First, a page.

5 Things You Can Do To Prepare For A Healthy Pregnancy

5 Things You Can Do To Prepare For A Healthy Pregnancy

5 Things You Can Do To Prepare For A Healthy Pregnancy

Pregnancy and prenatal care are closely linked to healthy pregnancy. During the first trimester, prenatal care includes physical exams, blood tests, conversations about lifestyle and much more. Pregnancy is a process. But before you get pregnant, you should consider preconception health. This is when you start prepping your body for a healthy pregnancy. Preconception preparation usually starts 3 months before getting pregnant.

5 actions you can take to prepare for a healthy pregnancy:

  1. Be sure your medical conditions are under control
  2. Take 400 to 800 mg of Folic Acid daily for 3 months before pregnancy
  3. Avoid contact with toxic substances or materials
  4. Stop smoking and drinking alcohol
  5. Talk to your physician about any over-the-counter or prescription medications

Even if it is your third or first pregnancy, early prenatal care is a critical part of a healthy pregnancy. Selecting a doctor to coordinate your care during, before and during pregnancy is a big decision. You can use Provider Finder ® to see providers and hospitals that specialize in maternity care. Whether you choose a family physician, obstetrician, midwife or group prenatal care, here's what to expect during the first few prenatal appointments.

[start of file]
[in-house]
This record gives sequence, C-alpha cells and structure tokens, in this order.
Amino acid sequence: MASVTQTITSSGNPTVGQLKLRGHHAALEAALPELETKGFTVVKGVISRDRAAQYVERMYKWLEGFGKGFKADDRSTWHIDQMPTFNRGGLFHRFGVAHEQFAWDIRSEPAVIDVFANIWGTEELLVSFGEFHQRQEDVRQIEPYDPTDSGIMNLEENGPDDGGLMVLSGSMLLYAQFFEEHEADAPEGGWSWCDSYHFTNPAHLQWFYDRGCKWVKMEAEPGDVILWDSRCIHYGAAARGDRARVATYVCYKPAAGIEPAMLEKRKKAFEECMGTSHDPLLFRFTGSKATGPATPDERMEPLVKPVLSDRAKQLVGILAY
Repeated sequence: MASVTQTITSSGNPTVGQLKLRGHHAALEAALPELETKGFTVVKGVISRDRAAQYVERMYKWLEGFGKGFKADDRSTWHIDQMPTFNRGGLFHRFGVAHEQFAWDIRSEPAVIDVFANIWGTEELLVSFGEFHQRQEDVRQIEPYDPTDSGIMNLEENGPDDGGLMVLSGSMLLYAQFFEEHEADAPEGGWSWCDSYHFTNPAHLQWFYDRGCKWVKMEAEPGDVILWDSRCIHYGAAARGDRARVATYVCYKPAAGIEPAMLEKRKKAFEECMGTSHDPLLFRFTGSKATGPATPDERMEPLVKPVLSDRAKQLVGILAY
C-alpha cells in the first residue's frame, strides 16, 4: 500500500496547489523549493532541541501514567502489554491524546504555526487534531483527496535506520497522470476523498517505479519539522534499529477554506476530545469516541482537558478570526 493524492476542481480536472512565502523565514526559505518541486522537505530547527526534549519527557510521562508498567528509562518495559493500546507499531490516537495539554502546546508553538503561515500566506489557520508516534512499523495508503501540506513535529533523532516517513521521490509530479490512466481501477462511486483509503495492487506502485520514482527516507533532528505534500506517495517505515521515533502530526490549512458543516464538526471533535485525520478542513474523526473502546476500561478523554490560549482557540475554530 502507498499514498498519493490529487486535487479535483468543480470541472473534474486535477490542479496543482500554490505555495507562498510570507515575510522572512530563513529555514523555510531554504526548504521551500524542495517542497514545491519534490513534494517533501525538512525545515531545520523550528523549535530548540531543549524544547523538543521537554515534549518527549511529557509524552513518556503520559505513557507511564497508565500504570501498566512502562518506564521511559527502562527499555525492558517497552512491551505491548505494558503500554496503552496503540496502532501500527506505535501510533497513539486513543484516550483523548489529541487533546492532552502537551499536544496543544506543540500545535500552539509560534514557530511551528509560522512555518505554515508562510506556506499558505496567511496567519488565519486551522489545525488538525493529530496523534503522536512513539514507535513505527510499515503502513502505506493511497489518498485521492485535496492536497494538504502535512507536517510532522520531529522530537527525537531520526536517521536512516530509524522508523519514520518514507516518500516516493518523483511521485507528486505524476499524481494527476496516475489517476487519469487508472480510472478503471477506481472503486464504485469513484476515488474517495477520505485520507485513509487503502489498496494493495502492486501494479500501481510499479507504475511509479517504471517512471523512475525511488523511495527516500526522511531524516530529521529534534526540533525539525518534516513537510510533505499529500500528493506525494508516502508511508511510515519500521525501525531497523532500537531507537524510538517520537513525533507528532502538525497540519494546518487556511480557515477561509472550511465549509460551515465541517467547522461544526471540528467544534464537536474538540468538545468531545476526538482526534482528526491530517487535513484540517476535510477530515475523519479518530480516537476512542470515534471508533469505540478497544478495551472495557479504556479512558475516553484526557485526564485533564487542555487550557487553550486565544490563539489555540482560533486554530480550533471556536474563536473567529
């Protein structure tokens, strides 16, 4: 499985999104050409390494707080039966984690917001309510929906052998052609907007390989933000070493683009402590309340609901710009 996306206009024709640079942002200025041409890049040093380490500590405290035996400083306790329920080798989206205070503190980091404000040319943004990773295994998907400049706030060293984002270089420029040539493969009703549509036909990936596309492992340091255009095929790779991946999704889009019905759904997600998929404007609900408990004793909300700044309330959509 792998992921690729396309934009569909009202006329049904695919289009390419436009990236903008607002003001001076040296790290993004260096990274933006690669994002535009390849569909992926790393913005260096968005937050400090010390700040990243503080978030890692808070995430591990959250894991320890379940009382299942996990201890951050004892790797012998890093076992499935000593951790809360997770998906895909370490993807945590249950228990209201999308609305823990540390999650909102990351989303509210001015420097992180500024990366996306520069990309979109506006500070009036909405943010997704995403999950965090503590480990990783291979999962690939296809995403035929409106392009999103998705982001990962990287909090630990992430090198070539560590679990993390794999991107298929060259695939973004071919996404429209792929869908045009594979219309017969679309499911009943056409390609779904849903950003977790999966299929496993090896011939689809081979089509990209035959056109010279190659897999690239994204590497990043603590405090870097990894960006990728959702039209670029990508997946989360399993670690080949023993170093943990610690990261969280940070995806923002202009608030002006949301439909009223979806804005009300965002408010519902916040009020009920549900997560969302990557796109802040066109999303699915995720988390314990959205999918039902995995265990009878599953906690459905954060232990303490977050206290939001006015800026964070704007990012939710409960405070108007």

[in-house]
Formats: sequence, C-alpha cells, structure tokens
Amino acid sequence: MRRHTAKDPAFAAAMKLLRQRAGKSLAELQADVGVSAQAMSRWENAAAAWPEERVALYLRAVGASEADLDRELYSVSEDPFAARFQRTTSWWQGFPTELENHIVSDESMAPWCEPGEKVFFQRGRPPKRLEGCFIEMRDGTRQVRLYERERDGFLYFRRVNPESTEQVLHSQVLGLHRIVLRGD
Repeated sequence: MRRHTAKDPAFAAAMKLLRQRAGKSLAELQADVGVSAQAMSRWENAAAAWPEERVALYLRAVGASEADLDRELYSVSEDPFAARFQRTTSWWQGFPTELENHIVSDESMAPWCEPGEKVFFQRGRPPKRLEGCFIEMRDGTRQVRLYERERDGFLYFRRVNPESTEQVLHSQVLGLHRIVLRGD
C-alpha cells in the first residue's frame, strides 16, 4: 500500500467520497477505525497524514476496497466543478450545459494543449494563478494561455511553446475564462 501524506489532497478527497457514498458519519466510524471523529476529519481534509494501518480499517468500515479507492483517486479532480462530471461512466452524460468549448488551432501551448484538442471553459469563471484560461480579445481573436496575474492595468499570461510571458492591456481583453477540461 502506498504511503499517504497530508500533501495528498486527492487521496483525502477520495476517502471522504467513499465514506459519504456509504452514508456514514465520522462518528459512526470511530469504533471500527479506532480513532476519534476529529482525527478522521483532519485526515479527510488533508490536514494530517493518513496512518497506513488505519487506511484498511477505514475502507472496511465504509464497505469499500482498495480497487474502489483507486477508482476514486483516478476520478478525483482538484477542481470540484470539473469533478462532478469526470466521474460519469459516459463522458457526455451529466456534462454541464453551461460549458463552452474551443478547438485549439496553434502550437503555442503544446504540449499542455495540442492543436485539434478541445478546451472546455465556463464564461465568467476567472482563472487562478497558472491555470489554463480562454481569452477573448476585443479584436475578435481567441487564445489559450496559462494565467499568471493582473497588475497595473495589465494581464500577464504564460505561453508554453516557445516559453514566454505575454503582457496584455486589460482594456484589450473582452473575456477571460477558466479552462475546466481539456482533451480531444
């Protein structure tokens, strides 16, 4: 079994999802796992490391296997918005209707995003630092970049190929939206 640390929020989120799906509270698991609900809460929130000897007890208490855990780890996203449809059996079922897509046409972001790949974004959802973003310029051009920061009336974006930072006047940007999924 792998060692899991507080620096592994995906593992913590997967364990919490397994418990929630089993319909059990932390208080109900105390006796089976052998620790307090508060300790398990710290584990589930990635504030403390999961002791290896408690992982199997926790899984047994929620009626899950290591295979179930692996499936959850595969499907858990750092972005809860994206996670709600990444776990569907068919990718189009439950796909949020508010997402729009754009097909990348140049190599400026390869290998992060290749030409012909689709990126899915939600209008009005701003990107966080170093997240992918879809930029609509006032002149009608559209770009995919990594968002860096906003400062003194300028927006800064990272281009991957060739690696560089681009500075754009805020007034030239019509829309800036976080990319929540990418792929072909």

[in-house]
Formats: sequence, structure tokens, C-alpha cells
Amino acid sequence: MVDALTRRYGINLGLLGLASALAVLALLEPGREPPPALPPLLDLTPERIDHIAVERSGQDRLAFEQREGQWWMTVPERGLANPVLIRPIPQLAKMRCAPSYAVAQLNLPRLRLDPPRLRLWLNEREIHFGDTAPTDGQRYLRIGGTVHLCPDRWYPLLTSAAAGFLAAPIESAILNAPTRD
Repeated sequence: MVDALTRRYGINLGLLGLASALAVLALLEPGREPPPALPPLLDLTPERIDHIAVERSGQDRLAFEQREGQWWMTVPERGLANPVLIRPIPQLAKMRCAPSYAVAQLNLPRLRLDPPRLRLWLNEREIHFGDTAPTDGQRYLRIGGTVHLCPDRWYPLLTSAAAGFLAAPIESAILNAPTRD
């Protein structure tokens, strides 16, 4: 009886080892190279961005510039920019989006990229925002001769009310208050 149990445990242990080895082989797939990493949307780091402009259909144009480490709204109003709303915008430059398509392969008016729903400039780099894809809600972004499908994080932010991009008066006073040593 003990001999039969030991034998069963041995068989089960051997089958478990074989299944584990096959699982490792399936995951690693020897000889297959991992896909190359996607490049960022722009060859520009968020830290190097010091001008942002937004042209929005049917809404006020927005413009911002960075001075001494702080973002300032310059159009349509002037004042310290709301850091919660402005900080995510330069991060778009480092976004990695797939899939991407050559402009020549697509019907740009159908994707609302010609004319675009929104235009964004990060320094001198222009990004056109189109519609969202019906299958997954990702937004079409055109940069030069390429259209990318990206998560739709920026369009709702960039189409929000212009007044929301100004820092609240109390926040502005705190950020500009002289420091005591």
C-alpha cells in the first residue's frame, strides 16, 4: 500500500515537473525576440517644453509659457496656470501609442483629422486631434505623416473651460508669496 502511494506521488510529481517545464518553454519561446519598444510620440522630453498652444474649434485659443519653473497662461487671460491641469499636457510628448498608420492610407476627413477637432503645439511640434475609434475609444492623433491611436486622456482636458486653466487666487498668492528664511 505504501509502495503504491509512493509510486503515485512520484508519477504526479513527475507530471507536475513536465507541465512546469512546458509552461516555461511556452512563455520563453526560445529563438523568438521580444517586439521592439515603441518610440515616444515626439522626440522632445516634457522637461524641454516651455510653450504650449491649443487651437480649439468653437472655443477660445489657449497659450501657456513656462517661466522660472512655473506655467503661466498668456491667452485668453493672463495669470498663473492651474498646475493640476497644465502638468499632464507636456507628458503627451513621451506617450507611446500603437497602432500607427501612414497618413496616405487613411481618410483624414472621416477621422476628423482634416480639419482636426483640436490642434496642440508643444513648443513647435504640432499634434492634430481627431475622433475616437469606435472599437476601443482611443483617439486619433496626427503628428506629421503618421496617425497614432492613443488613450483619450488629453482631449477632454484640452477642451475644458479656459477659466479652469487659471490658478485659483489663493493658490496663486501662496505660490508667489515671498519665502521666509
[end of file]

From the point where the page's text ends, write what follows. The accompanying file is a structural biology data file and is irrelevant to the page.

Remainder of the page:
Your first prenatal doctors visit
As soon as you think you're pregnant, schedule your first prenatal appointment. You and your health care provider have plenty to discuss! Set aside enough time for the visit. You may want to include your partner in the appointment as well, but only if that makes you comfortable.

What you can expect:

  • Physical exam
  • Review of your medical history
  • Screening tests for fetal abnormalities
  • Share the date of your last menstrual cycle
  • Blood and urine samples collected for lab work
  • Lifestyle issues

Some things to remember when you’re pregnant

  • Talk to your doctor about any prescription and non-prescription drugs you are taking. This includes herbal and dietary supplements.
  • Don’t take very hot baths or use hot tubs or saunas.
  • Eat a healthy diet that includes fruits, vegetables, whole grains, calcium rich foods, and foods low in saturated fat. Also drink plenty of water.
  • Don’t eat uncooked or undercooked meats or fish high in mercury. Always clean, cook and store food properly.

Your health and your baby’s health is very important. The best way to make sure you’re both ready for the big day is to see your doctor regularly and follow his orders.

REFERENCES: Pregnancy week by week http://www.mayoclinic.org/healthy-lifestyle/pregnancy-week-by-week/in-depth/prenatal-care/art-20044882 Prenatal Care http://womenshealth.gov/publications/our-publications/fact-sheet/prenatal-care.pdf